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xpowerfulxx
August 2nd, 2010, 07:22 PM
I wish to unmount my partition so that I can reformat it to NTFS instead of ext4. Problem is, its always mounted and when I try it says "Device is busy" or something of that sort. Is there a way I can reformat it and dual boot Windows and ubuntu on it? I have Ubuntu 10.04 Lucid.

http://img191.imageshack.us/img191/909/mountq.png

sikander3786
August 2nd, 2010, 07:30 PM
Hi.

Why you want to format root to NTFS?

It will be mounted until you are running the Ubuntu install.

You need to boot from a live cd in order to unmount the root partition.

But reformatting / to NTFS will leave your system unsable. Did you know that?

Linux only installs on ext partitions.

Regards.

xpowerfulxx
August 2nd, 2010, 08:57 PM
Hi.

Why you want to format root to NTFS?

It will be mounted until you are running the Ubuntu install.

You need to boot from a live cd in order to unmount the root partition.

But reformatting / to NTFS will leave your system unsable. Did you know that?

Linux only installs on ext partitions.

Regards.
http://2.bp.blogspot.com/_ub2McBBxqCw/TAdBQoBCVPI/AAAAAAAAAHo/U8aCtv2Z4P4/s1600/RageGuy.jpg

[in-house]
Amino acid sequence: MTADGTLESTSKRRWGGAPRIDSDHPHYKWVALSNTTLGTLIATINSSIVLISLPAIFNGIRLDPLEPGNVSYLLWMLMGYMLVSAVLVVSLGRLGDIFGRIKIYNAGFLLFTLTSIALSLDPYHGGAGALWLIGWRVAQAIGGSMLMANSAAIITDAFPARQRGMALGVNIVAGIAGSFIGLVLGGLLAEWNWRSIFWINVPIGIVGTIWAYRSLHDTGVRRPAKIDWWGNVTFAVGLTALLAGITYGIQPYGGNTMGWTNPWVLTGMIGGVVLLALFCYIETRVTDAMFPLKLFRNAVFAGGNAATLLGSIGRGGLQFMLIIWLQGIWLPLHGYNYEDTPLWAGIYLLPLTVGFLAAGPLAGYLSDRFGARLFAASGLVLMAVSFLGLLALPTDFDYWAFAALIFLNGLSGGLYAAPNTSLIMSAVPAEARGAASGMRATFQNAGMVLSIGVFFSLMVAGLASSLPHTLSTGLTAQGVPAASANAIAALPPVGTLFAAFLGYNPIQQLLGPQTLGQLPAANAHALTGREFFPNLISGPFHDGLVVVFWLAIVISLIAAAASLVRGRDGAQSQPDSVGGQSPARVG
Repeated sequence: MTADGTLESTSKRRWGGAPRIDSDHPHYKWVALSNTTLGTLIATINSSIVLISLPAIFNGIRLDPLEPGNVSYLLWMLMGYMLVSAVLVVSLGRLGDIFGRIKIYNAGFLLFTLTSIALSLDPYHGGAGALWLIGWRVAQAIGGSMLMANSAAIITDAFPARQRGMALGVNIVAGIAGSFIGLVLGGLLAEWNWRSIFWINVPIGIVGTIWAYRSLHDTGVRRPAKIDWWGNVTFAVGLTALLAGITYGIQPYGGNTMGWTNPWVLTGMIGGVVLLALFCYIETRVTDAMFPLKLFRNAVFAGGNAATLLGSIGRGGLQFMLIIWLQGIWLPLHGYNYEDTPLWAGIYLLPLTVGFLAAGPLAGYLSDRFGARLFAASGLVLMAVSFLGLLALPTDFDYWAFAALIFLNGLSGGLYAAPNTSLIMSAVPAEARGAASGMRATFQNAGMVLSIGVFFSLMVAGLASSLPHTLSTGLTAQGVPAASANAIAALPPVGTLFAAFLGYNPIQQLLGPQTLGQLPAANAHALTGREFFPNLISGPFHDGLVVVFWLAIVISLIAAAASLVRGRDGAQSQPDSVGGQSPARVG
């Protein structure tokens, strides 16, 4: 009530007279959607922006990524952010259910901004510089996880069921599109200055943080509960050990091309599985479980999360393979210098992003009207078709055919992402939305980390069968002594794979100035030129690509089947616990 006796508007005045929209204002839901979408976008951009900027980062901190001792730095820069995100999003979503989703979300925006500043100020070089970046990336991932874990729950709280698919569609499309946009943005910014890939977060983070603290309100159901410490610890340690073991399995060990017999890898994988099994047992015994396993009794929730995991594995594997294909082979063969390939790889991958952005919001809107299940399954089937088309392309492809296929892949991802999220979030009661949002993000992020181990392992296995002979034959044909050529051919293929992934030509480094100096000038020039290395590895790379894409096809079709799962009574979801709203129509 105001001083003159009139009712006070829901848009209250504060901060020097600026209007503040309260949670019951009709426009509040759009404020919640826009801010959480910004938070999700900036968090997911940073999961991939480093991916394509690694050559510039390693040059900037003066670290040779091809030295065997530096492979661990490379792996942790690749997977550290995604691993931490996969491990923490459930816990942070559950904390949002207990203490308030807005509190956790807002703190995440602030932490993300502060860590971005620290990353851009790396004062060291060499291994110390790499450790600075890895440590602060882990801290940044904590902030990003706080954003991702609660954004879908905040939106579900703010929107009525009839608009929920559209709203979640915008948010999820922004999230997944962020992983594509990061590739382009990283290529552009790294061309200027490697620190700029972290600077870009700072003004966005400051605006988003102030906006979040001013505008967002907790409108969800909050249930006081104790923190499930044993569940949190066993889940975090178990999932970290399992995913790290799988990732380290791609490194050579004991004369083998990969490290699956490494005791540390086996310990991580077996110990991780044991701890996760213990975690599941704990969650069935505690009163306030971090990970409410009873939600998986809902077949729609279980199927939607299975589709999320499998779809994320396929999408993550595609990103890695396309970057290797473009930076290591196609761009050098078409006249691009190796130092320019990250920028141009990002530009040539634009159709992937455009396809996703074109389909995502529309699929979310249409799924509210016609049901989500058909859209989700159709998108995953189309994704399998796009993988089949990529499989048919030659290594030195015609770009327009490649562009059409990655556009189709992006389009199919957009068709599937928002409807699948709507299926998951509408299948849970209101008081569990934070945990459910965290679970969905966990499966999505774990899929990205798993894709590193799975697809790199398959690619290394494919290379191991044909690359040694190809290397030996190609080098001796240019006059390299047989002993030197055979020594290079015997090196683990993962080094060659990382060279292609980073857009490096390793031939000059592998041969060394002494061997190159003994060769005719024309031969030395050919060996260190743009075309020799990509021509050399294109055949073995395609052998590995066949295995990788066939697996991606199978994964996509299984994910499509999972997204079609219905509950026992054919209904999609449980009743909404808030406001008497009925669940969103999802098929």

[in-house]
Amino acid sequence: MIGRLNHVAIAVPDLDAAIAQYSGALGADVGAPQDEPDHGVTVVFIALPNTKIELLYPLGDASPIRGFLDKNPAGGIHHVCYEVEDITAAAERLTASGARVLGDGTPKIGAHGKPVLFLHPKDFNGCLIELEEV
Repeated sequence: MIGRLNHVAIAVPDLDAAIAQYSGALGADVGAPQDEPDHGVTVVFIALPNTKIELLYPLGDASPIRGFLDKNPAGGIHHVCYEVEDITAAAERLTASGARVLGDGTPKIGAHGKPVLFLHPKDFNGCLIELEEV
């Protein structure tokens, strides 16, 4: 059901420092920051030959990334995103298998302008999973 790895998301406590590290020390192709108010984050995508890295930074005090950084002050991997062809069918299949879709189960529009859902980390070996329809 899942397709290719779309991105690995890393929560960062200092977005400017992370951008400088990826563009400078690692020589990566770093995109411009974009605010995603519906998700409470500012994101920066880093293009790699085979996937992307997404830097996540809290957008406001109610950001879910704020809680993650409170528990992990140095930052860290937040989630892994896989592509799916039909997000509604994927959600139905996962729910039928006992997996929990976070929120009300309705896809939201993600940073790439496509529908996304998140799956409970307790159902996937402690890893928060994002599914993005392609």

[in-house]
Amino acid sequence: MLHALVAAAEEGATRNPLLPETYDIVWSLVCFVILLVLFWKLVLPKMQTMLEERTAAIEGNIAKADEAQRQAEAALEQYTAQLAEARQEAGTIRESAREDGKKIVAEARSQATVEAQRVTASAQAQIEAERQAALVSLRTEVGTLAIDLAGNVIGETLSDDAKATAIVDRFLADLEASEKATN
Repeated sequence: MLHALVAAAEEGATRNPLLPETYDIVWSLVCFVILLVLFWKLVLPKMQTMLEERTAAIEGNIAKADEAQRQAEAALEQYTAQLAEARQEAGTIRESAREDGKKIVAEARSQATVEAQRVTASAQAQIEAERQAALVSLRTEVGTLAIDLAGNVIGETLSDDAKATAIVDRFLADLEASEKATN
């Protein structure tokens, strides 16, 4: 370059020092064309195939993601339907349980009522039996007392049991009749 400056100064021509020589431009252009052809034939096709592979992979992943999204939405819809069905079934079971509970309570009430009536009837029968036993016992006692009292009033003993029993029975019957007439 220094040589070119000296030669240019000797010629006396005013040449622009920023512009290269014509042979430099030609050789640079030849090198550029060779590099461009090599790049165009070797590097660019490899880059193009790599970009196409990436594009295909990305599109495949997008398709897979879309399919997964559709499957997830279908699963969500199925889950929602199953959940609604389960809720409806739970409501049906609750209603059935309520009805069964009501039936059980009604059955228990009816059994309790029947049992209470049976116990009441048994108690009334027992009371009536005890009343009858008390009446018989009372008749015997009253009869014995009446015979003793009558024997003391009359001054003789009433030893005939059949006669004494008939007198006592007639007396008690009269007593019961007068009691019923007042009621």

So is there a way that I can split it in half and make 1/2 of it into NTFS?

QuinnHarris
August 2nd, 2010, 10:52 PM
The only reason to use NTFS with Linux is to exchange data with Windows. The most common case is installing Ubuntu after installing Windows in which case the installer will easily allow installing them side by side and Ubuntu will provide access to the Windows NTFS partition. I would recommend for dual boot installs like this to install Windows first because the Ubuntu installer will resize the NTFS partition if necessary and setup the boot loader (GRUB) properly. The Windows installer doesn't play nice with others and will not setup a boot loader to boot anything but Windows.

Installing Windows after Ubuntu can be done but it is a bit trickier. Is this what you are trying to accomplish?

You can resize the root partition after install but if you are shrinking an ext(234) partition it must be done offline. (the new experimental btrfs can do online shrink and enlarge) So you you need to boot an install/live CD. I think you can use gparted to do the resize or use resize2fs with carefull use of fdisk.

What exactly are you trying to accomplish?

xpowerfulxx
August 3rd, 2010, 12:06 AM
The only reason to use NTFS with Linux is to exchange data with Windows. The most common case is installing Ubuntu after installing Windows in which case the installer will easily allow installing them side by side and Ubuntu will provide access to the Windows NTFS partition. I would recommend for dual boot installs like this to install Windows first because the Ubuntu installer will resize the NTFS partition if necessary and setup the boot loader (GRUB) properly. The Windows installer doesn't play nice with others and will not setup a boot loader to boot anything but Windows.